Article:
Newman sifts through the complexity of place and humanity to find both the ugliness and the beauty in our world.
Richard Newman’s latest collection of poetry, All the Wasted Beauty of the World, strips away the rose-colored lenses without apology. Beginning with winter and ending with spring, Newman meticulously teases out the way the natural world and the human world are equally saturated with ugliness and beauty.
Newman writes in “Digging Up the Elephant Ears,” “My neighbor stumbles drunk down the alley. / Beneath his dirt and puke I sometimes see / the good. Sometimes it’s easier to pretend.” This type of honesty pervades Newman’s poems. He calls an urban mulberry a “junk tree” and a “mutt plant,” labels the possum “primordially stupid,” and seethes about Asian carp. He treats humans much the same way, capturing the reality of an old lady at the beach, of the ugliest woman at the bar, of the homeless in the park, of his drunken neighbor. The result is a collection that is muddy brown: all colors and all things come together to make light, to make earth.
Poems that unravel the complexity of place are particularly striking, most notably “Bricks,” “Stopping for Lunch Near Goshen, Indiana,” and the award-winning “Bellefontaine Cemetery.” From the way “September rain in streetlight / silvers the cypress needles” to the Amish couple eating enchiritos in the Taco Bell parking lot, there is much to see in Newman’s poems, and much to evoke the ache with which the poet crafts many of his lines. Nowhere is this more evident than in “Great Blue Heron of Southern Indiana,” where the heron remains unfazed by “suspicious hawks that pinwheel into semis.”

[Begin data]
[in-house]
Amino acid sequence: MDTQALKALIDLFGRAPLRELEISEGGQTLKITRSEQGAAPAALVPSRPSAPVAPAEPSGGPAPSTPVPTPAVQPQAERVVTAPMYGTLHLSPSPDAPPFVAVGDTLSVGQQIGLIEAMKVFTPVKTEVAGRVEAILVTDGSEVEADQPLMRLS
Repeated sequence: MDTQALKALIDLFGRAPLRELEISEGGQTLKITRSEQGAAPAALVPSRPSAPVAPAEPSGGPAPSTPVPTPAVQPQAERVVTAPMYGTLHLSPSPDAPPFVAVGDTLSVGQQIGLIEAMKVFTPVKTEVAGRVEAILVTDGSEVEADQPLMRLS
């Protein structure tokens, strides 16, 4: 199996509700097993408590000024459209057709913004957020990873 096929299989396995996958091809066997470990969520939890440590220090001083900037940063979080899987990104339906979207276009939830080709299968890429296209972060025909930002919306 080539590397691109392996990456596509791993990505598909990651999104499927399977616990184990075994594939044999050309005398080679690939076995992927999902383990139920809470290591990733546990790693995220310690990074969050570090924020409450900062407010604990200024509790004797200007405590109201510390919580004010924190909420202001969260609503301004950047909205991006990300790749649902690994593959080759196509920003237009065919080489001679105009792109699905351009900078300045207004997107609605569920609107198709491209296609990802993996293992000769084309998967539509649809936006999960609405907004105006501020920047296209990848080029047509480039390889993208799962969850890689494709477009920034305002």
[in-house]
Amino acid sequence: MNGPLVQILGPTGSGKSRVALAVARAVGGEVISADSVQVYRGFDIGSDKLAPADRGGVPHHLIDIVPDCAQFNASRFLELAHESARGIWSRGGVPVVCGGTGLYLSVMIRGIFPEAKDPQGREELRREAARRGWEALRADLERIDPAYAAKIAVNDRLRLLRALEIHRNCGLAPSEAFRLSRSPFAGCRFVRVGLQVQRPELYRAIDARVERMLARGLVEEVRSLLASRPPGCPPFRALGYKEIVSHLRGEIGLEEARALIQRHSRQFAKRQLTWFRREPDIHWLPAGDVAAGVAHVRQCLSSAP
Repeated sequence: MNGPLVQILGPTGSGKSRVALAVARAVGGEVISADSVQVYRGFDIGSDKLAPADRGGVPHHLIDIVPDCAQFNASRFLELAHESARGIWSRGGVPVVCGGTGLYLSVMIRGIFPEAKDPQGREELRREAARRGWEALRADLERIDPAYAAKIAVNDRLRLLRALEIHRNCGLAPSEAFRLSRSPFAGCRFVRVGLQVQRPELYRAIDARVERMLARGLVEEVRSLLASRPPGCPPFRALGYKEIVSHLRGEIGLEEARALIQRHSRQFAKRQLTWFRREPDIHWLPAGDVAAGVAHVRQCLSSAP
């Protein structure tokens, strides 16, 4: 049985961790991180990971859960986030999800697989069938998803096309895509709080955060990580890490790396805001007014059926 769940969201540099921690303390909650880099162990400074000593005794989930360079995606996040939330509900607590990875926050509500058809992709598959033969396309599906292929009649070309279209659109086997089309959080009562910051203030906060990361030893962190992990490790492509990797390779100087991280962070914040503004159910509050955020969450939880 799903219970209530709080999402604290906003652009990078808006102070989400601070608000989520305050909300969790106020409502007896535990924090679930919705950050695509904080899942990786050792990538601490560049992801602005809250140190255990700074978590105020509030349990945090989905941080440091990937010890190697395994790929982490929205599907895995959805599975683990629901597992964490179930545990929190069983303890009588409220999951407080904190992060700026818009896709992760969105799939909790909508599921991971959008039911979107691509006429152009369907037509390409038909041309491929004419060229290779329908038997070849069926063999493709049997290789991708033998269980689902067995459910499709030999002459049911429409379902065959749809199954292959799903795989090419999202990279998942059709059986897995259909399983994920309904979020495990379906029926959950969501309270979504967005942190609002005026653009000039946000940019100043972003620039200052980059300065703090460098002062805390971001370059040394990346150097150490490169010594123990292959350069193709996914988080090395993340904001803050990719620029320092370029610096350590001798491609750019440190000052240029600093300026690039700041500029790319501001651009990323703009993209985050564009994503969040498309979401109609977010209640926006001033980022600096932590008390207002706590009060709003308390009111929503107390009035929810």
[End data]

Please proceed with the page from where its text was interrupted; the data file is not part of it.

The world depicted within the pages of Newman’s collection is not an easy one to grapple with as it requires openness to what many would rather not see. But the poet reminds us in anything but muddy terms that “we must love the world, / the gentle and the violent, / the kindling and the new bud. / For all is not in vain / and we must love the world.”
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